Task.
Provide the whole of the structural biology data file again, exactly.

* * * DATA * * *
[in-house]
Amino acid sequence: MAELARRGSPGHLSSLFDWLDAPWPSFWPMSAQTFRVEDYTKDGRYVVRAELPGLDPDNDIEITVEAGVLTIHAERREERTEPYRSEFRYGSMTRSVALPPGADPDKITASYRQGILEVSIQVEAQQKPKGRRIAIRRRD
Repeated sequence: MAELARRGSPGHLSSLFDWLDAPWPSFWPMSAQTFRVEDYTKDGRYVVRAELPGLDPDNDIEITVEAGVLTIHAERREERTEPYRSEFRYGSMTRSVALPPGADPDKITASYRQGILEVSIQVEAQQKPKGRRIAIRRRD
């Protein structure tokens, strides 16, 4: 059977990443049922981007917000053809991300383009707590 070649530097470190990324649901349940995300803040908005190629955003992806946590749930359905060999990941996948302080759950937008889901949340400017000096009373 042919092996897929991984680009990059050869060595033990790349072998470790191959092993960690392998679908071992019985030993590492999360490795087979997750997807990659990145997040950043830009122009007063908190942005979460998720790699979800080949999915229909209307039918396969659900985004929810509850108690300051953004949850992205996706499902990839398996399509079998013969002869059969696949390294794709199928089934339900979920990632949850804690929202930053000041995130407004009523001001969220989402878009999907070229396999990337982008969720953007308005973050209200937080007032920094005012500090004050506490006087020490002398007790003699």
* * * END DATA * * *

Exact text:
[in-house]
Amino acid sequence: MAELARRGSPGHLSSLFDWLDAPWPSFWPMSAQTFRVEDYTKDGRYVVRAELPGLDPDNDIEITVEAGVLTIHAERREERTEPYRSEFRYGSMTRSVALPPGADPDKITASYRQGILEVSIQVEAQQKPKGRRIAIRRRD
Repeated sequence: MAELARRGSPGHLSSLFDWLDAPWPSFWPMSAQTFRVEDYTKDGRYVVRAELPGLDPDNDIEITVEAGVLTIHAERREERTEPYRSEFRYGSMTRSVALPPGADPDKITASYRQGILEVSIQVEAQQKPKGRRIAIRRRD
């Protein structure tokens, strides 16, 4: 059977990443049922981007917000053809991300383009707590 070649530097470190990324649901349940995300803040908005190629955003992806946590749930359905060999990941996948302080759950937008889901949340400017000096009373 042919092996897929991984680009990059050869060595033990790349072998470790191959092993960690392998679908071992019985030993590492999360490795087979997750997807990659990145997040950043830009122009007063908190942005979460998720790699979800080949999915229909209307039918396969659900985004929810509850108690300051953004949850992205996706499902990839398996399509079998013969002869059969696949390294794709199928089934339900979920990632949850804690929202930053000041995130407004009523001001969220989402878009999907070229396999990337982008969720953007308005973050209200937080007032920094005012500090004050506490006087020490002398007790003699």